As we are in the midst of the holiday season, it is a good time for employers to review their policies and take preventative measures to ensure festivities do not get out of hand at office holiday parties. The dangers of blurring the lines between professional conduct and holiday celebrations was demonstrated in a recent case out of the United States District Court for the Eastern District of California.
The lawsuit alleges that following an office holiday party, a managerial employee invited several co-workers to a second location to continue celebrating. It further alleges that toward the end of the night, the manager and one of his reports ended up alone in the hotel room and the manager sexually assaulted her.
This resulted in a sex discrimination and harassment lawsuit brought by the EEOC against a northern California retailer, EEOC v. Elite Wireless Group, Inc. The case is a timely reminder that even offsite functions, such as holiday parties, can spin out of control in unforeseen ways that lead to potential employer liability. Accordingly, employers should consider what they can do before, during, and after holiday parties to help prevent issues before they arise, and effectively address them if they do.
Here are a few suggestions:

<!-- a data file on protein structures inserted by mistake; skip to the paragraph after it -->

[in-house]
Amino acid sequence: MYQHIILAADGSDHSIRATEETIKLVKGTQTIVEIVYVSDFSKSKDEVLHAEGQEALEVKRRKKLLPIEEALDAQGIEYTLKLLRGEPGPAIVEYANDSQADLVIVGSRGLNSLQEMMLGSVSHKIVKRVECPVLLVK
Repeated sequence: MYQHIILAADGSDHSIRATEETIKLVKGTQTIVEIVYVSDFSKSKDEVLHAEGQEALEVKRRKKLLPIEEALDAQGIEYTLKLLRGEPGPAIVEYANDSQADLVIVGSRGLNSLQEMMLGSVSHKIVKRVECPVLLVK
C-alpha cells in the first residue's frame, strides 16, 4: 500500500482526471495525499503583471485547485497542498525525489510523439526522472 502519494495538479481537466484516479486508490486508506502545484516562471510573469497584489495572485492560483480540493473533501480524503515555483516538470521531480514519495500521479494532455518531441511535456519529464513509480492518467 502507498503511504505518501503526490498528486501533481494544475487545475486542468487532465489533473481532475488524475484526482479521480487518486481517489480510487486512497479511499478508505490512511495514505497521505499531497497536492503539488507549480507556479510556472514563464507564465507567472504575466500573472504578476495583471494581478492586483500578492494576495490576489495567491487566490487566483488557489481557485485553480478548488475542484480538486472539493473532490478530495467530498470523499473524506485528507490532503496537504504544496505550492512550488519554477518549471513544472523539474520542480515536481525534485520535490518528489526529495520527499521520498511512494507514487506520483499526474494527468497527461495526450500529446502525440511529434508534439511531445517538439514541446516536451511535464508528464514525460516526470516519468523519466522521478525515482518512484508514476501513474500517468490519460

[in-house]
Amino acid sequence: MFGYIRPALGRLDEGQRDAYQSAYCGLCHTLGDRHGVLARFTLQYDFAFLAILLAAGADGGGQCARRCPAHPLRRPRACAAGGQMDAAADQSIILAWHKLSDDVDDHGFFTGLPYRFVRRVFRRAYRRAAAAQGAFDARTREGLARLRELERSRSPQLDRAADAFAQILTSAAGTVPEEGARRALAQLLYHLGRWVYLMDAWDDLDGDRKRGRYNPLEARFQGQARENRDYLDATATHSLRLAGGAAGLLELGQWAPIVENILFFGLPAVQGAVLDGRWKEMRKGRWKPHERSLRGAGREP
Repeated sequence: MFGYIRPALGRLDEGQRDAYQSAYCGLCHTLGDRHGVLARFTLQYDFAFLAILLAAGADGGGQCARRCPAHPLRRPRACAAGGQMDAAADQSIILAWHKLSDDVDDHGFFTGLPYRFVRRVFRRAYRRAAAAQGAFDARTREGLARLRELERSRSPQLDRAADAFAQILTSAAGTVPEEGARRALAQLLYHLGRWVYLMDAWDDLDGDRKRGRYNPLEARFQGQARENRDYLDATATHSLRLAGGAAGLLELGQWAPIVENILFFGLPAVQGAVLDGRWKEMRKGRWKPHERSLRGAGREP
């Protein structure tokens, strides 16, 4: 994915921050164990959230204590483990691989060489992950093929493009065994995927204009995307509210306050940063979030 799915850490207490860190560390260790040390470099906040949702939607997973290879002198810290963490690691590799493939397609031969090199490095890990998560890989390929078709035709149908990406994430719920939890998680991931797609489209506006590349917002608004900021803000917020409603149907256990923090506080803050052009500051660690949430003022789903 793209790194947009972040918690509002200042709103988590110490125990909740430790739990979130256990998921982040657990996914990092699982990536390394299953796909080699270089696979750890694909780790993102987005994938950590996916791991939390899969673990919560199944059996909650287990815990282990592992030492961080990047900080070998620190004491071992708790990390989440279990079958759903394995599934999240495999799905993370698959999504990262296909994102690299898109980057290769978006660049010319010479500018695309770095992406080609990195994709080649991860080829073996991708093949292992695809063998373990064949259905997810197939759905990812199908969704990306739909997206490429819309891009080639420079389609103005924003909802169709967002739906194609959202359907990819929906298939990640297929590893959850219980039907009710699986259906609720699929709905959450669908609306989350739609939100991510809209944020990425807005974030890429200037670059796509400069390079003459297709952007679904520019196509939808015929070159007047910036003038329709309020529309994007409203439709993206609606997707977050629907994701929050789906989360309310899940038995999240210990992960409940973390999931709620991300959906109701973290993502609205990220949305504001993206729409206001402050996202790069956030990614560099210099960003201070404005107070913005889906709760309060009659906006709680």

- Training: Conduct regular and robust sexual harassment training, and remind employees that the same expectation of a respectful workplace that applies in the office also applies at offsite office parties. Note that sexual harassment training may be required depending on where your employees work. In California, for example, employers must provide 2 hours of sexual harassment training to supervisors. And effective 2021, employers with 5+ employees must provide at least 1 hour of sexual harassment training to non-supervisors.
- Alcohol: There are pros and cons to an evening event with alcohol vs a daytime event without it. If serving alcohol, consider using drink tickets or reducing the time that alcohol is served to limit consumption. Also consider covering the cost of transportation home.
- Social Media: Remind employees not to post photos or videos of co-workers without their consent to help mitigate privacy concerns and media that could reflect poorly on the company.
- Set the Example: If management employees attend the party, have them set the example for appropriate behavior.